Product added! Browse Wishlist. The product is already in the wishlist! ISBN: Description Reviews 0 Delivery: Can be download Immediately after purchasing. Printable From 1 New York Times bestselling author Brandon Sanderson, the Mistborn series is a heist story of political intrigue and magical, martial-arts action. Reviews There are no reviews yet. Tom Doherty Associates. With The Alloy of Law and Shadows of Self, Brandon Sanderson surprised readers with a New York Times bestselling spinoff of his Mistborn books, set after the action of the trilogy, in a period corresponding to late 19th-century America.
Now, with The Bands of Mourning, Sanderson continues the story. The Bands of Mourning are the mythical metalminds owned by the Lord Ruler, said to grant anyone who wears them the powers that the Lord Ruler had at his command. Hardly anyone thinks they really exist. A kandra researcher has returned to Elendel with images that seem to depict the Bands, as well as writings in a language that no one can read.
Waxillium Ladrian is recruited to travel south to the city of New Seran to investigate. Along the way he discovers hints that point to the true goals of his uncle Edwarn and the shadowy organization known as The Set. S ended the book that way. Oh wait,I can. View all 9 comments.
Jan 01, Emma rated it it was amazing Shelves: fantasy. Why didn't I have more willpower?! I know a lot of Sanderson fans are waiting for this trilogy to be finished before they would even start.
The Bands of Mourning
I smugly jumped in , deep in my early gratification, thoroughly enjoying the books. Because there is soooo long to go for the next one! This was brilliant and also making me very excited about the third era of trilogies that there will eventually be. I am of course not going to be including spoilers but I will say that I felt very di Dammit!
I am of course not going to be including spoilers but I will say that I felt very differently about Steris by the end of the book and the technology and other new elements were fantastic. Very recommended.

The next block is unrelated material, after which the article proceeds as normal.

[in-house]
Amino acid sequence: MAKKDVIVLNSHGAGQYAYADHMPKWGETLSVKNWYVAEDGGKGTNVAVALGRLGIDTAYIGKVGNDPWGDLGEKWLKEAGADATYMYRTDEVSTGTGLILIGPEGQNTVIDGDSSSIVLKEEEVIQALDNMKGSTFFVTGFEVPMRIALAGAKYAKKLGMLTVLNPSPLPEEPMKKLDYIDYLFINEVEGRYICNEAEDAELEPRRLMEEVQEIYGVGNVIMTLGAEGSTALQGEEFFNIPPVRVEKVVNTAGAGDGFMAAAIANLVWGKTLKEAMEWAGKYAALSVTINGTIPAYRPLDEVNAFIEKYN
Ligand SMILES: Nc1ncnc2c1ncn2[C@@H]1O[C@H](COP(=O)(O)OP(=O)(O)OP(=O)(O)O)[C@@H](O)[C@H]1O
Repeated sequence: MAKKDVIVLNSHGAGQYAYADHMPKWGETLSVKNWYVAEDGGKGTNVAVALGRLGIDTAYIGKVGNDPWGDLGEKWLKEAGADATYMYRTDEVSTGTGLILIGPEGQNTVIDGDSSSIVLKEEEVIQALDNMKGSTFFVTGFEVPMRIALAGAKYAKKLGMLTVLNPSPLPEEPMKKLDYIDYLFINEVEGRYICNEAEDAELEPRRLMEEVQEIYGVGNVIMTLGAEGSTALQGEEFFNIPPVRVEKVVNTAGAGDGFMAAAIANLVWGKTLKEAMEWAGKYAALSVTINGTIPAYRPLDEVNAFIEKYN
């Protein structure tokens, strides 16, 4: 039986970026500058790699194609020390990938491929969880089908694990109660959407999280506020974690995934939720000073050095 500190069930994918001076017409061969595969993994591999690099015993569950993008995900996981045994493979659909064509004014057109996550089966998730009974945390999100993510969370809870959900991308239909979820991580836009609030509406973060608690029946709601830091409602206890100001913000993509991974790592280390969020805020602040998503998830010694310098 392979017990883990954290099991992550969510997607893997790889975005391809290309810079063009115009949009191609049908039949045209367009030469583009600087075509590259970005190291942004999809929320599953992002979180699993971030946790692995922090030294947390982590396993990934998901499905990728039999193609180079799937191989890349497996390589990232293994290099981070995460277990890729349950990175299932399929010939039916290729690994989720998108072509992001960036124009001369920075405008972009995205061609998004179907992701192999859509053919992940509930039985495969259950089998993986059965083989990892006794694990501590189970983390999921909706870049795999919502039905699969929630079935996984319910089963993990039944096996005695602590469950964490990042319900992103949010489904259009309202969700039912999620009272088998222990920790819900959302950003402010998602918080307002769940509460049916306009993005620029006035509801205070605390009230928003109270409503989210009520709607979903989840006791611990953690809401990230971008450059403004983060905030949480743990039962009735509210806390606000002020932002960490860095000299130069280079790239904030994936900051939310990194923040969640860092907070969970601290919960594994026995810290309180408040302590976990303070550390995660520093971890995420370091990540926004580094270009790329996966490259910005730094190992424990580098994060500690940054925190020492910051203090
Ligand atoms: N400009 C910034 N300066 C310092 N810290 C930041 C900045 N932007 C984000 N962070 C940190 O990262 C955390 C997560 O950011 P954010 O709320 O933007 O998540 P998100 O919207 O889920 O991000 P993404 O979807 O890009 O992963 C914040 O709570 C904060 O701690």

Review: The Bands of Mourning (Mistborn #6) by Brandon Sanderson — emilee reads
View all 6 comments. Dec 29, Bradley rated it it was amazing Shelves: steampunk , worldbuilding-sf , fantasy , shelf. I began the first trilogy knowing nothing and then being blown away. I started the second trilogy going, "Huh? I wasn't blown away by book 4.
I thought book 5 was a good deal better, enjoying the dialog between Wax and Wayne more and more and thoroughly enjoying the thread of lost love and evil gods I began the first trilogy knowing nothing and then being blown away. I thought book 5 was a good deal better, enjoying the dialog between Wax and Wayne more and more and thoroughly enjoying the thread of lost love and evil gods and ineffectual good ones, too. Yeah, I'm looking at you, Harmony. The new world was one I could respect and like, but I never got to the point where I really loved it.
And then this book came around, and after what I thought was a tiny rough beginning, I was delighted to see just how much I loved Wayne's sequence. There was a lot of real beauty in the writing, like a dance of pure chicanery, and I delighted in it. And then, of course, we got Wax's marriage to the wonderful Steris, who is every bit of a match for him, smart and oh-so-damn-prepared.
Can I tell you how endearing this woman is with her damn lists? Well, yeah, I guess I can. We got the huge magical sequence that is reminiscent more of the first trilogy than the more modest and down-to-earth effects of books 4 and 5. We've got some big things coming, and I that leads me to make one last comment. I've officially moved from a respect and liking for the second series to a deep and profound love. I've finally warmed to it. The characters really stand out in my mind and they're still talking and quipping, and I'm getting a whole bunch of warm and fuzzies. Sep 13, Fares rated it really liked it Shelves: 4-and-a-half-stars.
And the last 6 or 7 chapters were amazing. Again something I have been saying for this entire series. Something were predictable but the fun is there! And not only that but a whole range of emotion from tears of laughter to sadness, it is a ride, a fun one, and I hate that people compare this to the first era series, to me they are just different and each one succeeds to be amazing in its own way. Oct 14, Mike rated it it was amazing Shelves: reviewed , epics , fantasy.
What is better than the concluding book of a Mistborn trilogy? Discovering at the end it is really the third book in a quadrilogy! OK, bad jokes aside, this was another phenomenal addition to the Cosmere pantheon of stories. Not hat anyone should be surprised by this, this is Bandon Sanderson we are talking about here writing in arguably his most popular series. Calling that a home field advantage is like saying the humans had a home field advantage against the martians in The War of the Worlds.